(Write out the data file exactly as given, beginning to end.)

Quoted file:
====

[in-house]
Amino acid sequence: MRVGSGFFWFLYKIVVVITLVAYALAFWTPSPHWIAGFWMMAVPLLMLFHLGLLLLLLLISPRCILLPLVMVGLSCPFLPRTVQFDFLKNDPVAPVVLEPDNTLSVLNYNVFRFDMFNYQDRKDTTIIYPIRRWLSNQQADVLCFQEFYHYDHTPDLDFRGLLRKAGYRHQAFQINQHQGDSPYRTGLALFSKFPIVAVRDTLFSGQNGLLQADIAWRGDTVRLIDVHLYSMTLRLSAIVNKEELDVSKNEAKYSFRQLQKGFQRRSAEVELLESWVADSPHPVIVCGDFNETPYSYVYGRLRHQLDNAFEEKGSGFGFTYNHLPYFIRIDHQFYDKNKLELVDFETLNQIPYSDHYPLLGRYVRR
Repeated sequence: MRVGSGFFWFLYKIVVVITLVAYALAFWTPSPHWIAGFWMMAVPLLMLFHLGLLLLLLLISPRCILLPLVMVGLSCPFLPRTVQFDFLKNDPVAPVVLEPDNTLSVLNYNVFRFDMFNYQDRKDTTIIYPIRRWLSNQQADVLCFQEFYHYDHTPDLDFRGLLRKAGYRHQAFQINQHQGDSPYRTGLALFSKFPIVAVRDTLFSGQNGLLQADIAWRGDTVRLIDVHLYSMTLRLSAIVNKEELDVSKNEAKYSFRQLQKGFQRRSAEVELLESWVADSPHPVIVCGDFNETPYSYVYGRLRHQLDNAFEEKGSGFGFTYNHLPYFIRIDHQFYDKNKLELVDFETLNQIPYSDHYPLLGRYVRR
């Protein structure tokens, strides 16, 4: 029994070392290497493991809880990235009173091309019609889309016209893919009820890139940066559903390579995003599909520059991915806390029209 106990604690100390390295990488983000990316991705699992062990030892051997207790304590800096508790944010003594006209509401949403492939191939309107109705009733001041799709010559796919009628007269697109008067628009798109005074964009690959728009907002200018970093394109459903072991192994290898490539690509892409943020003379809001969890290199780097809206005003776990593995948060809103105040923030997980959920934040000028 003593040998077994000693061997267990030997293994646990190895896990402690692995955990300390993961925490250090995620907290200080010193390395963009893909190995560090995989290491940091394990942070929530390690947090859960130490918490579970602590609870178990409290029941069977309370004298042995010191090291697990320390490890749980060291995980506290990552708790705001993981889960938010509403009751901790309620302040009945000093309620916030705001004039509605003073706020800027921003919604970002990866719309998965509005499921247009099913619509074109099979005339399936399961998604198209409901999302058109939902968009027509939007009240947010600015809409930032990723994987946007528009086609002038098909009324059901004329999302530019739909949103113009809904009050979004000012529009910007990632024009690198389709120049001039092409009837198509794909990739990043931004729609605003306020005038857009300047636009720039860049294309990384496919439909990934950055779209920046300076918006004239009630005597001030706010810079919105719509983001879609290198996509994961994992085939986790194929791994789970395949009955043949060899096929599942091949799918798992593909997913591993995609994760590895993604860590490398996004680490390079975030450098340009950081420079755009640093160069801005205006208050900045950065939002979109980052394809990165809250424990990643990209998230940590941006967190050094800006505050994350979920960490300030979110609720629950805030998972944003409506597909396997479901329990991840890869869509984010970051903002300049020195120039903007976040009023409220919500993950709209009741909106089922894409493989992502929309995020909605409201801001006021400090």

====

[in-house]
Amino acid sequence: MRVGSGFFWFLYKIVVVITLVAYALAFWTPSPHWIAGFWMMAVPLLMLFHLGLLLLLLLISPRCILLPLVMVGLSCPFLPRTVQFDFLKNDPVAPVVLEPDNTLSVLNYNVFRFDMFNYQDRKDTTIIYPIRRWLSNQQADVLCFQEFYHYDHTPDLDFRGLLRKAGYRHQAFQINQHQGDSPYRTGLALFSKFPIVAVRDTLFSGQNGLLQADIAWRGDTVRLIDVHLYSMTLRLSAIVNKEELDVSKNEAKYSFRQLQKGFQRRSAEVELLESWVADSPHPVIVCGDFNETPYSYVYGRLRHQLDNAFEEKGSGFGFTYNHLPYFIRIDHQFYDKNKLELVDFETLNQIPYSDHYPLLGRYVRR
Repeated sequence: MRVGSGFFWFLYKIVVVITLVAYALAFWTPSPHWIAGFWMMAVPLLMLFHLGLLLLLLLISPRCILLPLVMVGLSCPFLPRTVQFDFLKNDPVAPVVLEPDNTLSVLNYNVFRFDMFNYQDRKDTTIIYPIRRWLSNQQADVLCFQEFYHYDHTPDLDFRGLLRKAGYRHQAFQINQHQGDSPYRTGLALFSKFPIVAVRDTLFSGQNGLLQADIAWRGDTVRLIDVHLYSMTLRLSAIVNKEELDVSKNEAKYSFRQLQKGFQRRSAEVELLESWVADSPHPVIVCGDFNETPYSYVYGRLRHQLDNAFEEKGSGFGFTYNHLPYFIRIDHQFYDKNKLELVDFETLNQIPYSDHYPLLGRYVRR
């Protein structure tokens, strides 16, 4: 029994070392290497493991809880990235009173091309019609889309016209893919009820890139940066559903390579995003599909520059991915806390029209 106990604690100390390295990488983000990316991705699992062990030892051997207790304590800096508790944010003594006209509401949403492939191939309107109705009733001041799709010559796919009628007269697109008067628009798109005074964009690959728009907002200018970093394109459903072991192994290898490539690509892409943020003379809001969890290199780097809206005003776990593995948060809103105040923030997980959920934040000028 003593040998077994000693061997267990030997293994646990190895896990402690692995955990300390993961925490250090995620907290200080010193390395963009893909190995560090995989290491940091394990942070929530390690947090859960130490918490579970602590609870178990409290029941069977309370004298042995010191090291697990320390490890749980060291995980506290990552708790705001993981889960938010509403009751901790309620302040009945000093309620916030705001004039509605003073706020800027921003919604970002990866719309998965509005499921247009099913619509074109099979005339399936399961998604198209409901999302058109939902968009027509939007009240947010600015809409930032990723994987946007528009086609002038098909009324059901004329999302530019739909949103113009809904009050979004000012529009910007990632024009690198389709120049001039092409009837198509794909990739990043931004729609605003306020005038857009300047636009720039860049294309990384496919439909990934950055779209920046300076918006004239009630005597001030706010810079919105719509983001879609290198996509994961994992085939986790194929791994789970395949009955043949060899096929599942091949799918798992593909997913591993995609994760590895993604860590490398996004680490390079975030450098340009950081420079755009640093160069801005205006208050900045950065939002979109980052394809990165809250424990990643990209998230940590941006967190050094800006505050994350979920960490300030979110609720629950805030998972944003409506597909396997479901329990991840890869869509984010970051903002300049020195120039903007976040009023409220919500993950709209009741909106089922894409493989992502929309995020909605409201801001006021400090």